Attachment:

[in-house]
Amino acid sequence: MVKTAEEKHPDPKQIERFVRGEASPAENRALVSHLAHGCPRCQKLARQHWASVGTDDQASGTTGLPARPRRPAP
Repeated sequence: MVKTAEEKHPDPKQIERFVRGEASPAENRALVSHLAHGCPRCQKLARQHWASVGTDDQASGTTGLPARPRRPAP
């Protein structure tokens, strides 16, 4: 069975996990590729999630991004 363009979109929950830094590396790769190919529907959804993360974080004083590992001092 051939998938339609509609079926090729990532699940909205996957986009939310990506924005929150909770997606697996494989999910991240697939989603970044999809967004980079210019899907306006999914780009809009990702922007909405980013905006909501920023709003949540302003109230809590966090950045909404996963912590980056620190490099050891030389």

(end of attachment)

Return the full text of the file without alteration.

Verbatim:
[in-house]
Amino acid sequence: MVKTAEEKHPDPKQIERFVRGEASPAENRALVSHLAHGCPRCQKLARQHWASVGTDDQASGTTGLPARPRRPAP
Repeated sequence: MVKTAEEKHPDPKQIERFVRGEASPAENRALVSHLAHGCPRCQKLARQHWASVGTDDQASGTTGLPARPRRPAP
């Protein structure tokens, strides 16, 4: 069975996990590729999630991004 363009979109929950830094590396790769190919529907959804993360974080004083590992001092 051939998938339609509609079926090729990532699940909205996957986009939310990506924005929150909770997606697996494989999910991240697939989603970044999809967004980079210019899907306006999914780009809009990702922007909405980013905006909501920023709003949540302003109230809590966090950045909404996963912590980056620190490099050891030389």